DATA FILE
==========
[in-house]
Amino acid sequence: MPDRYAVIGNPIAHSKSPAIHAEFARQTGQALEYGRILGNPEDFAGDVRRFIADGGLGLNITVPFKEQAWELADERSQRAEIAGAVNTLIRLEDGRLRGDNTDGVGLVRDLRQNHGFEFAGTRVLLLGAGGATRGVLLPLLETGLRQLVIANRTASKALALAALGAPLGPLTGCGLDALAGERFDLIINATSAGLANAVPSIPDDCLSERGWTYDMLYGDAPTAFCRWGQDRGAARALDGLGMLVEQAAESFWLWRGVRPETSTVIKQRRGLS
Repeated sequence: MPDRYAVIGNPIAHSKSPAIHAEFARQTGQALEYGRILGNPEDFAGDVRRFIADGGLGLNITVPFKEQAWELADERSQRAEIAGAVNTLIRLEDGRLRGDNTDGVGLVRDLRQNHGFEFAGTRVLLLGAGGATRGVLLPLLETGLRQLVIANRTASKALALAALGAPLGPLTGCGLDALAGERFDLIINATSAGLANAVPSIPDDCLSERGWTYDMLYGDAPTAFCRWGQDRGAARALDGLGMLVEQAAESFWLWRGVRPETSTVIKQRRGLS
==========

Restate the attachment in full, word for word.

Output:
[in-house]
Amino acid sequence: MPDRYAVIGNPIAHSKSPAIHAEFARQTGQALEYGRILGNPEDFAGDVRRFIADGGLGLNITVPFKEQAWELADERSQRAEIAGAVNTLIRLEDGRLRGDNTDGVGLVRDLRQNHGFEFAGTRVLLLGAGGATRGVLLPLLETGLRQLVIANRTASKALALAALGAPLGPLTGCGLDALAGERFDLIINATSAGLANAVPSIPDDCLSERGWTYDMLYGDAPTAFCRWGQDRGAARALDGLGMLVEQAAESFWLWRGVRPETSTVIKQRRGLS
Repeated sequence: MPDRYAVIGNPIAHSKSPAIHAEFARQTGQALEYGRILGNPEDFAGDVRRFIADGGLGLNITVPFKEQAWELADERSQRAEIAGAVNTLIRLEDGRLRGDNTDGVGLVRDLRQNHGFEFAGTRVLLLGAGGATRGVLLPLLETGLRQLVIANRTASKALALAALGAPLGPLTGCGLDALAGERFDLIINATSAGLANAVPSIPDDCLSERGWTYDMLYGDAPTAFCRWGQDRGAARALDGLGMLVEQAAESFWLWRGVRPETSTVIKQRRGLS